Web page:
Shabbat Learners’ Service on March 3

Saturday mornings (twice monthly), 9:45-11:00am
Chapel, Second Floor of Goldman Building
For those who want help navigating the Shabbat morning service, our Learners’ Minyan offers a space to learn about the service, explore your questions and pray slowly together. February focuses on the Torah Service. Please join us! See the rest of our schedule on our Shabbat page. Contact Rabbi Jason for more information.

Open Beit Midrash – Tuesday Evening Informal Study Program

Healthy Vegetarian Dinner at 6:45pm followed by learning from 7:30-9:00pm with first rate teachers!
The Beit Midrash (House of Study) has traditionally been the cultural center for creative spiritual conversation, a place to bring everyone together in an atmosphere of focused learning, energetic discussion and personal search.
Kane Street’s Open Beit Midrash includes six three-week mini-courses over (most) Tuesday evenings. This season runs until March 6, 2018.
Next and final course: The Ethics of Living in Community: The Rabbinic Vision with Dr. David Kraemer. February 20 and 27 and March 6, 2018
Read more and register!

More News and Upcoming Events »

Li’fi Dati: As I See It

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Rabbi Sam Weintraub

A message from Rabbi Weintraub

Once, Honi was walking along the road when he saw a man planting a carob tree. Honi asked “How long before it will bear fruit?” The man answered, “Seventy years.” Honi asked, “Are you sure that you will be alive in seventy years to eat from its fruit?” The man answered, “I found this world filled with carob trees. Just as my ancestor planted for me, so shall I plant for my children.”
Baylonian Talmud, Tractate Ta’anit 23a

Trees in this story are symbolic of eternity. They outlive us, and yet by caring for them we achieve eternity. They are the gift we give to our children, and grandchildren.

Tu Bishvat, the Jewish Arbor Day, or “New Year of the Trees” falls this year on Tuesday night, January 30 and Wednesday, January 31. In ancient times, this was a day for calculating the “birth” of trees for the purposes of tithing. In Israel, the sap in the trees begins to rise, an early step in the formation of fruit. Tu Bishvat over the centuries became a day to celebrate our connection to the land of Israel. More recently, it has become a day for study and reflection about our global, natural environment.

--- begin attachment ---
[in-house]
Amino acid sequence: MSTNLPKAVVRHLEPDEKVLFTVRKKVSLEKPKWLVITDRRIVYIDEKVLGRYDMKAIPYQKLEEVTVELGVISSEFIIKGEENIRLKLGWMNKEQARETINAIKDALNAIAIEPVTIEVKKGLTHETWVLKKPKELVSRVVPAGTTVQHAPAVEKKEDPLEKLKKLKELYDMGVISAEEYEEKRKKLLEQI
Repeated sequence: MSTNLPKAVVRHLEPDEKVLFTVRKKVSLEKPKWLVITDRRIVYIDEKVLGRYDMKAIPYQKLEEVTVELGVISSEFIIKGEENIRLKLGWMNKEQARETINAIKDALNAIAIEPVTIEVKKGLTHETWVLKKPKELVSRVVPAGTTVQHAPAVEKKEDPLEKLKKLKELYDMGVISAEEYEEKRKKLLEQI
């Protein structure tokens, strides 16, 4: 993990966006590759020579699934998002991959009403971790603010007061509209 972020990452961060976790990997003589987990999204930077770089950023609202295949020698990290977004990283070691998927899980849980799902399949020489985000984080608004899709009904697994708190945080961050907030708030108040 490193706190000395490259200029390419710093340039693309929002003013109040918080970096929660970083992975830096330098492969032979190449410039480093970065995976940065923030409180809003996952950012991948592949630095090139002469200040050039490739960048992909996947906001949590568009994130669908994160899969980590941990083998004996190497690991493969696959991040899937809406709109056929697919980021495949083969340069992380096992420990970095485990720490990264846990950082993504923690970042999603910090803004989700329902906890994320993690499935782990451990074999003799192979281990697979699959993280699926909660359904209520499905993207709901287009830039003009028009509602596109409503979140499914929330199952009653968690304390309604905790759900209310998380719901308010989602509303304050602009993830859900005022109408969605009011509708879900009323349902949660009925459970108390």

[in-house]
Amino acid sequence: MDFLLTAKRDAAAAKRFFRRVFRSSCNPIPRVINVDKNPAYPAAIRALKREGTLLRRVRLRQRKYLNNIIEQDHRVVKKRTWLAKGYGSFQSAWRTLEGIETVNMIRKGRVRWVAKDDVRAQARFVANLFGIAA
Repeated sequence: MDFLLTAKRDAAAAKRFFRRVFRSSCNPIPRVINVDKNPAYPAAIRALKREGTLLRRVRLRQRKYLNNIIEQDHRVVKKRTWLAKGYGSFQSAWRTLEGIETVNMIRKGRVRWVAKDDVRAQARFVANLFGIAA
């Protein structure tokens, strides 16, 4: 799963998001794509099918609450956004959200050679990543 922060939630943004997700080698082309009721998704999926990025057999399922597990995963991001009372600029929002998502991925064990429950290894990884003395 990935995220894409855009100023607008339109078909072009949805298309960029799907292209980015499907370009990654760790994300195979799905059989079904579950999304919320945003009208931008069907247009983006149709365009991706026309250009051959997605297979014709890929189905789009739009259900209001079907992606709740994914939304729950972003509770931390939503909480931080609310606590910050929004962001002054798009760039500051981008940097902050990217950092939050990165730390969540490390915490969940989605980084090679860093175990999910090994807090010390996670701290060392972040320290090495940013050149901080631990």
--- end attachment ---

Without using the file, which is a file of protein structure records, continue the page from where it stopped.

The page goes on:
There is a common and very mistaken idea that Judaism is not concerned with nature. Some misidentify our tradition as only an intellectual, urban, commercial one wherein trees, rivers, animals, soil, and clean air do not rank highly. Actually, Judaism is rich with teachings about environmental stewardship. The following are some central principles:

First, in Deuteronomy 20:19-20, we are given the principle of Ba’al Tash’chit, “lest you destroy,” a Mitzvah which has traditionally set limits on our power to consume the earth and its resources. While the original Torah verse spoke only of destroying fruit bearing trees, this Mitzvah, as many paradigmatic Biblical commandments, was extended way beyond its first meaning. So, Maimonides, in the Twelfth Century, ruled: “One who smashes household goods, tears clothes, demolishes a building, stops up a spring, or destroys food on purpose violates the command, ‘You must not destroy – Baal Tashchit.” (Mishneh Torah, Book of Judges, Laws of Kings and War, 6:10). We are created not to rule creation, but to preserve it and steward its rational, ethical use.
Read the full text

Rabbi Weintraub’s Reflections on Social Issues
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Spirituality and Politics, Social Change, and my Trip to Israel

Michael Brown and Eric Garner – A Jewish Perspective


Torah text, the Tribe of Dan, Ferguson and Baltimore

ISIS, Refugees, and our Father Jacob

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Website photography: Paul Bernstein | Hank Gans | Rich Pomerantz | Harvey Wang